2 Responses to Insurance innovation: an oxymoron stuck in 3rd!

  1. As if by magic I have just found this article:

    Giles has revealed a loss of £37,113,000 for the financial year ended 31 August 2010 in documents released to Companies House.
    The figure represents a deterioration from 2009 when the broker lost £22.7m.
    The group annual report for the period also showed an operating loss of £6.5m as opposed to a profit of £8.4m the previous year. Its turnover similarly fell from £72.14m in 2009 to £69.98m in 2010.
    The directors’ report noted that the operating loss included the cost of integrating acquisitions within the group which amounted to £2.9m. During the period Giles bought JHIB Holdings, Westinsure Group, and the UK wholesale insurance business of Cooper Gay & Co.
    Interest and charges were stable at £30.7m (2009: £31.4m) as was Giles’ net debt of £219.3m (2009: £219.6m).

    Read more: http://www.insuranceage.co.uk/insurance-age/news/2070727/giles-loses-gbp37m#ixzz1MWMsp9kJ
    Insurance Age – Serving the broker community.
    Claim your free subscriptions today.

  2. Just in case Insurance Age decide not to publish my comments…partly because they and other insurance publications have been guilty of hailing the emergence of consolidators, I thought I would just publish it myself for this select band of discerning readers!:

    The “High Growth” business model (much loved by banks and VC companies) was embraced with such enthusiasm by the “most ambitious” (greediest and most ego-driven) in insurance is inherently fragile!

    We have already seen the evidence of this in other sectors, quite apart from banking. The warnings have been issued but ignored by an industry caught in a stand-off of its own making:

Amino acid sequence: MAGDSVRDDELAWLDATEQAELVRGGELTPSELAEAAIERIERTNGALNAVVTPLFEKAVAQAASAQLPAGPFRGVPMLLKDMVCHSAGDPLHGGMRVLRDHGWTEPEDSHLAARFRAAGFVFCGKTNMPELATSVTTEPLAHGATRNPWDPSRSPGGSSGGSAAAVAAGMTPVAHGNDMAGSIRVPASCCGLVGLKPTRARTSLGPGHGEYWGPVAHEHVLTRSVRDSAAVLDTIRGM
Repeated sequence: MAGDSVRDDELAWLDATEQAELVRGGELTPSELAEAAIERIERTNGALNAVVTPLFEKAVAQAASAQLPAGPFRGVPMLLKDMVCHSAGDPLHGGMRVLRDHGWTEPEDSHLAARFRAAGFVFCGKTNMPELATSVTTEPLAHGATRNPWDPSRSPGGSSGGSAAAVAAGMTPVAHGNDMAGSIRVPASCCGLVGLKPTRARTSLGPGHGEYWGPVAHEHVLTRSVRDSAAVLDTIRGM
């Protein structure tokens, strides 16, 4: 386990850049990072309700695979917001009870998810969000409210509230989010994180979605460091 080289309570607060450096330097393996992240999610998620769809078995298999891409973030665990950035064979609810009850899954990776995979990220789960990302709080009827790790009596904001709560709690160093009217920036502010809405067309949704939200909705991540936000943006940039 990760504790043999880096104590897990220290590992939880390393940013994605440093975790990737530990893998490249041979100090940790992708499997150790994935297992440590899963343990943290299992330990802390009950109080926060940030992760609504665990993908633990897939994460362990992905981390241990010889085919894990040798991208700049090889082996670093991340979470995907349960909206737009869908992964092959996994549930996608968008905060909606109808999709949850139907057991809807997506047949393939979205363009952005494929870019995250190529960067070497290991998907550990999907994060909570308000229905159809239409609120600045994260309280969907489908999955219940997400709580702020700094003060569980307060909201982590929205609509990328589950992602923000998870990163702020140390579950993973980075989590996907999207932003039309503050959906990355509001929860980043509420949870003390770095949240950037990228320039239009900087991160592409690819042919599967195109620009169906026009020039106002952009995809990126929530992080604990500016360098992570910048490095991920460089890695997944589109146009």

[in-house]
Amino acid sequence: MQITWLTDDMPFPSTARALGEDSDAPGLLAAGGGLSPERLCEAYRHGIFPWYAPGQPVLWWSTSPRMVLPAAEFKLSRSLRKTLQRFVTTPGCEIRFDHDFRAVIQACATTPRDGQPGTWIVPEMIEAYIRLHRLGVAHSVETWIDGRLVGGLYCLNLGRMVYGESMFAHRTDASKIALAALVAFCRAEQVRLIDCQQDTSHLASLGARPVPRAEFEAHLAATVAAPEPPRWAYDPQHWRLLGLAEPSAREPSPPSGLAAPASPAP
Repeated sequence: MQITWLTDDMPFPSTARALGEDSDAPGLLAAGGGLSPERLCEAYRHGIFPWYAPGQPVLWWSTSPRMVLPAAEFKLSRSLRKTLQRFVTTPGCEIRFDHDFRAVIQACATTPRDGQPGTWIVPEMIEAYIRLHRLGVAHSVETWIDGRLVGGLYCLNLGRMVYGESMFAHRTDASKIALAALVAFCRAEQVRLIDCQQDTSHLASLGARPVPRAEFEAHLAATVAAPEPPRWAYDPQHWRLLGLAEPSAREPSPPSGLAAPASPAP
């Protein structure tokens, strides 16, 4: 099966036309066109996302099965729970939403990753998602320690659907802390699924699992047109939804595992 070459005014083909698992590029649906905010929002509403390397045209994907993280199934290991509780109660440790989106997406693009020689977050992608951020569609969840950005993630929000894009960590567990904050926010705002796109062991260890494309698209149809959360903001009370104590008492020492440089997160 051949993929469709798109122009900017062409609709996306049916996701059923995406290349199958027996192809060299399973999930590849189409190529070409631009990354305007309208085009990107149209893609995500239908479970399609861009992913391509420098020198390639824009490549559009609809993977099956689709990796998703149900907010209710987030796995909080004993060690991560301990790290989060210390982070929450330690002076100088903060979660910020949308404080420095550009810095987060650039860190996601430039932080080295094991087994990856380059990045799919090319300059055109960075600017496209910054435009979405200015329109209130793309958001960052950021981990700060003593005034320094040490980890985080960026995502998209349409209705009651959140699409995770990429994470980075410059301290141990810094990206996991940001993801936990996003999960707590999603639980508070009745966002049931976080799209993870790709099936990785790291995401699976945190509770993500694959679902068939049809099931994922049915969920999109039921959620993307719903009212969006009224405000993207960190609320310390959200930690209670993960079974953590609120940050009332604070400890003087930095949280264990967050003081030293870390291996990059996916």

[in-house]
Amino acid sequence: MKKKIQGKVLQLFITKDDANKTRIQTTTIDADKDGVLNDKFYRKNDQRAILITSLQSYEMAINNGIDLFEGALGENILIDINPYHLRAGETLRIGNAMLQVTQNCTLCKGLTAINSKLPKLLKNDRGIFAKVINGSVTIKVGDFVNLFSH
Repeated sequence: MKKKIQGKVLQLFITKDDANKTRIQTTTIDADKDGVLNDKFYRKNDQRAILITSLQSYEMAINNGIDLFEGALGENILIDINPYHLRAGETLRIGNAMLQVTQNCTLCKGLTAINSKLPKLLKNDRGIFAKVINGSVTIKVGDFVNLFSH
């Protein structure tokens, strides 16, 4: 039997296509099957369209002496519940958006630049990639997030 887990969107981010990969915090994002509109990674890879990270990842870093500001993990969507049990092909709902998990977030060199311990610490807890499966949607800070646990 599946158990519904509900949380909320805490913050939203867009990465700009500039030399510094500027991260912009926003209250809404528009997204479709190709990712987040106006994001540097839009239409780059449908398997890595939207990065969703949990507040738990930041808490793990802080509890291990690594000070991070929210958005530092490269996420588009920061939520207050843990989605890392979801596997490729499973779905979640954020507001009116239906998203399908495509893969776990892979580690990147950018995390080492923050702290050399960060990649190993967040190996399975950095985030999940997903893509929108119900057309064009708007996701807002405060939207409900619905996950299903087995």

Brokers with huge debt “need” unsustainable commissions to service debt AND a soft market to secure pricing that helps maintain business volumes and compensates clients for inferior advice/products/services.

    Ironically, in a turbulent economy fashioned by greed and ego and funded by debt, the industry pay-off comes when external catastrophes lead to a rising market that allows insurers to increase premiums whilst reducing commissions without invoking broker collapse. This may help the broker but if the money-lender isn’t getting the promised returns they will look for the next “opportunity” and move on.

    Perhaps unsurprisingly, the customer who funds the model stands to be the loser! So much for TCF. As long as the boxes are ticked Regulators have done their part until they realise that all they did was create a false positive.

    Effectively, in the absence of TBTF, this is the insurance industry’s means of socialising loses.

    Insurance companies – they are so few that they could be named and counted on one hand – who have resisted the temptation or been kept out of the trough by the fattest and greediest of their breed SHOULD be the lucky one’s.

    I AM HAPPY TO EXPLORE SOME STRATEGIC IDEAS THAT ENABLE THOSE WITH A CREDIBLE CULTURE TO SEIZE THE COMPETITIVE ADVANTAGE AND HOLD IT AS PART OF A SUSTAINABLE STRATEGY!

    I am not a lone voice BUT I have been consistent in my criticism of a strategy that failed the customers to feed the “worst of breed”…not that I blame ALL of the brokers that, literally, sold out their clients and staff. It is soul-destroying watching cannibals at work whilst seeing them being lauded as great innovators.

    Where and why have our industry and trade leaders been hiding? Behind FSA, bank or Parliamentary offices?

    David